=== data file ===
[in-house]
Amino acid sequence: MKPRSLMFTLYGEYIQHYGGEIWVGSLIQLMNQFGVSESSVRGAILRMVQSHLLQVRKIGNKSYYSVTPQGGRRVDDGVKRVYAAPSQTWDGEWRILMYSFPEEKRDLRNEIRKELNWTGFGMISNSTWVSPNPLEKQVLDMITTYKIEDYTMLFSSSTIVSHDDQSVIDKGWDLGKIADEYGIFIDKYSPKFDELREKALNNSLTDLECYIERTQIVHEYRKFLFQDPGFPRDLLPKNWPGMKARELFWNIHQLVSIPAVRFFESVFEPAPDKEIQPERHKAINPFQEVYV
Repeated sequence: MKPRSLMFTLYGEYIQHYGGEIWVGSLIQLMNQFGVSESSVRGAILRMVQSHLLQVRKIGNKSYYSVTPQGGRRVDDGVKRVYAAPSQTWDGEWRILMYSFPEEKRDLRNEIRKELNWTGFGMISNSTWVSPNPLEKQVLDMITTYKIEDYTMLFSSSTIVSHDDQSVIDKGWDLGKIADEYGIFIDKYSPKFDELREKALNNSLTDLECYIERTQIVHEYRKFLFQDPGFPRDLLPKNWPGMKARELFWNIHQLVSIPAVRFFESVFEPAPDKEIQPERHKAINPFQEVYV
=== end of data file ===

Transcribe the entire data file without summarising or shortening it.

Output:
[in-house]
Amino acid sequence: MKPRSLMFTLYGEYIQHYGGEIWVGSLIQLMNQFGVSESSVRGAILRMVQSHLLQVRKIGNKSYYSVTPQGGRRVDDGVKRVYAAPSQTWDGEWRILMYSFPEEKRDLRNEIRKELNWTGFGMISNSTWVSPNPLEKQVLDMITTYKIEDYTMLFSSSTIVSHDDQSVIDKGWDLGKIADEYGIFIDKYSPKFDELREKALNNSLTDLECYIERTQIVHEYRKFLFQDPGFPRDLLPKNWPGMKARELFWNIHQLVSIPAVRFFESVFEPAPDKEIQPERHKAINPFQEVYV
Repeated sequence: MKPRSLMFTLYGEYIQHYGGEIWVGSLIQLMNQFGVSESSVRGAILRMVQSHLLQVRKIGNKSYYSVTPQGGRRVDDGVKRVYAAPSQTWDGEWRILMYSFPEEKRDLRNEIRKELNWTGFGMISNSTWVSPNPLEKQVLDMITTYKIEDYTMLFSSSTIVSHDDQSVIDKGWDLGKIADEYGIFIDKYSPKFDELREKALNNSLTDLECYIERTQIVHEYRKFLFQDPGFPRDLLPKNWPGMKARELFWNIHQLVSIPAVRFFESVFEPAPDKEIQPERHKAINPFQEVYV